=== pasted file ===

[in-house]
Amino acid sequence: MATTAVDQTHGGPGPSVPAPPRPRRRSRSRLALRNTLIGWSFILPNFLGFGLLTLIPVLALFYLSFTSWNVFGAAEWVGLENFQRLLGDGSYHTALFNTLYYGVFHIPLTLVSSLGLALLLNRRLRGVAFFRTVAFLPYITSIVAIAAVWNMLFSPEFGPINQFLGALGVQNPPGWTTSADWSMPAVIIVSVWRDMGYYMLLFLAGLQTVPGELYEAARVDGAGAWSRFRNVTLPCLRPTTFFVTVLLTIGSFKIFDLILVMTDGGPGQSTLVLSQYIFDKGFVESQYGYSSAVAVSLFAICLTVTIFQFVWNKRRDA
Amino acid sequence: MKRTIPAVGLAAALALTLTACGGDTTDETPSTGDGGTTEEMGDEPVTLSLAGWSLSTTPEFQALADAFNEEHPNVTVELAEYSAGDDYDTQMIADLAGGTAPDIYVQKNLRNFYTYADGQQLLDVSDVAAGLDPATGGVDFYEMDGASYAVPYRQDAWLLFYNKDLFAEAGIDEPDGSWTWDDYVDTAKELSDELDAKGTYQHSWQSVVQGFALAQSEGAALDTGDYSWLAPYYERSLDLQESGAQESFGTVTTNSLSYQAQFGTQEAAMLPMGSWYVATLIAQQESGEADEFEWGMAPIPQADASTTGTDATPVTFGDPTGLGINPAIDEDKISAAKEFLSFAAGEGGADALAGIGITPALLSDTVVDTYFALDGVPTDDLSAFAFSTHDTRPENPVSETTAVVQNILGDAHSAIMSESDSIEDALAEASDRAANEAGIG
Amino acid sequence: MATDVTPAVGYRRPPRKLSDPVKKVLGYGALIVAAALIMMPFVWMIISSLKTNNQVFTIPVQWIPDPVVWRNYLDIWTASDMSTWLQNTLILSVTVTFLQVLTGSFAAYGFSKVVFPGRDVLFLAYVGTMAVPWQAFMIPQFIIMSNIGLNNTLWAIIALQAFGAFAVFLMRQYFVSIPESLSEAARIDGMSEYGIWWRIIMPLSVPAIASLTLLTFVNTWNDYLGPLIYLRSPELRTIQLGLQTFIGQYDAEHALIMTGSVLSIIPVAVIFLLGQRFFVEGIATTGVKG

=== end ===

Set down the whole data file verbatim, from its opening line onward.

[in-house]
Amino acid sequence: MATTAVDQTHGGPGPSVPAPPRPRRRSRSRLALRNTLIGWSFILPNFLGFGLLTLIPVLALFYLSFTSWNVFGAAEWVGLENFQRLLGDGSYHTALFNTLYYGVFHIPLTLVSSLGLALLLNRRLRGVAFFRTVAFLPYITSIVAIAAVWNMLFSPEFGPINQFLGALGVQNPPGWTTSADWSMPAVIIVSVWRDMGYYMLLFLAGLQTVPGELYEAARVDGAGAWSRFRNVTLPCLRPTTFFVTVLLTIGSFKIFDLILVMTDGGPGQSTLVLSQYIFDKGFVESQYGYSSAVAVSLFAICLTVTIFQFVWNKRRDA
Amino acid sequence: MKRTIPAVGLAAALALTLTACGGDTTDETPSTGDGGTTEEMGDEPVTLSLAGWSLSTTPEFQALADAFNEEHPNVTVELAEYSAGDDYDTQMIADLAGGTAPDIYVQKNLRNFYTYADGQQLLDVSDVAAGLDPATGGVDFYEMDGASYAVPYRQDAWLLFYNKDLFAEAGIDEPDGSWTWDDYVDTAKELSDELDAKGTYQHSWQSVVQGFALAQSEGAALDTGDYSWLAPYYERSLDLQESGAQESFGTVTTNSLSYQAQFGTQEAAMLPMGSWYVATLIAQQESGEADEFEWGMAPIPQADASTTGTDATPVTFGDPTGLGINPAIDEDKISAAKEFLSFAAGEGGADALAGIGITPALLSDTVVDTYFALDGVPTDDLSAFAFSTHDTRPENPVSETTAVVQNILGDAHSAIMSESDSIEDALAEASDRAANEAGIG
Amino acid sequence: MATDVTPAVGYRRPPRKLSDPVKKVLGYGALIVAAALIMMPFVWMIISSLKTNNQVFTIPVQWIPDPVVWRNYLDIWTASDMSTWLQNTLILSVTVTFLQVLTGSFAAYGFSKVVFPGRDVLFLAYVGTMAVPWQAFMIPQFIIMSNIGLNNTLWAIIALQAFGAFAVFLMRQYFVSIPESLSEAARIDGMSEYGIWWRIIMPLSVPAIASLTLLTFVNTWNDYLGPLIYLRSPELRTIQLGLQTFIGQYDAEHALIMTGSVLSIIPVAVIFLLGQRFFVEGIATTGVKG